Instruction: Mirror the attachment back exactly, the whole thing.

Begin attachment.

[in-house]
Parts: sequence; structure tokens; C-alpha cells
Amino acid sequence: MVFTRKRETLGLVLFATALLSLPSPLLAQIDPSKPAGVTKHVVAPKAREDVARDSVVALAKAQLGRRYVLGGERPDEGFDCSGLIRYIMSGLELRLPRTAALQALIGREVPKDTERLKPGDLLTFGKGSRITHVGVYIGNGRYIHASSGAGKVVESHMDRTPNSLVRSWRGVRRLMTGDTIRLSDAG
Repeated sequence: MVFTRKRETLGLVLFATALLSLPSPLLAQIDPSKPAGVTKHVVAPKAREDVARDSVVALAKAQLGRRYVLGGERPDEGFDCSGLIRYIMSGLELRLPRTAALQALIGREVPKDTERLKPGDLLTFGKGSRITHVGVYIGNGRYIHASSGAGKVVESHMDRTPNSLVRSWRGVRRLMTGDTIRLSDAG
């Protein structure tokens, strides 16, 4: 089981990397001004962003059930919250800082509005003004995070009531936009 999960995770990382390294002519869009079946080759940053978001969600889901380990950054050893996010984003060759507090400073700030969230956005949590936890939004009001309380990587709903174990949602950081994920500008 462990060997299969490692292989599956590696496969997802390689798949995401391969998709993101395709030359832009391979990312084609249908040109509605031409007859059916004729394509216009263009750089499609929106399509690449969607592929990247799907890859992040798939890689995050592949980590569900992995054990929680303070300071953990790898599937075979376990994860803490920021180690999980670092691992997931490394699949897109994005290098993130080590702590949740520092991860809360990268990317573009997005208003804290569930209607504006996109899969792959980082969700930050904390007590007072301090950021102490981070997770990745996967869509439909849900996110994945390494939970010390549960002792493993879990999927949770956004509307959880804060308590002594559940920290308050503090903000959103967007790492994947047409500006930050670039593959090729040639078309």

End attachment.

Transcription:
[in-house]
Parts: sequence; structure tokens; C-alpha cells
Amino acid sequence: MVFTRKRETLGLVLFATALLSLPSPLLAQIDPSKPAGVTKHVVAPKAREDVARDSVVALAKAQLGRRYVLGGERPDEGFDCSGLIRYIMSGLELRLPRTAALQALIGREVPKDTERLKPGDLLTFGKGSRITHVGVYIGNGRYIHASSGAGKVVESHMDRTPNSLVRSWRGVRRLMTGDTIRLSDAG
Repeated sequence: MVFTRKRETLGLVLFATALLSLPSPLLAQIDPSKPAGVTKHVVAPKAREDVARDSVVALAKAQLGRRYVLGGERPDEGFDCSGLIRYIMSGLELRLPRTAALQALIGREVPKDTERLKPGDLLTFGKGSRITHVGVYIGNGRYIHASSGAGKVVESHMDRTPNSLVRSWRGVRRLMTGDTIRLSDAG
């Protein structure tokens, strides 16, 4: 089981990397001004962003059930919250800082509005003004995070009531936009 999960995770990382390294002519869009079946080759940053978001969600889901380990950054050893996010984003060759507090400073700030969230956005949590936890939004009001309380990587709903174990949602950081994920500008 462990060997299969490692292989599956590696496969997802390689798949995401391969998709993101395709030359832009391979990312084609249908040109509605031409007859059916004729394509216009263009750089499609929106399509690449969607592929990247799907890859992040798939890689995050592949980590569900992995054990929680303070300071953990790898599937075979376990994860803490920021180690999980670092691992997931490394699949897109994005290098993130080590702590949740520092991860809360990268990317573009997005208003804290569930209607504006996109899969792959980082969700930050904390007590007072301090950021102490981070997770990745996967869509439909849900996110994945390494939970010390549960002792493993879990999927949770956004509307959880804060308590002594559940920290308050503090903000959103967007790492994947047409500006930050670039593959090729040639078309």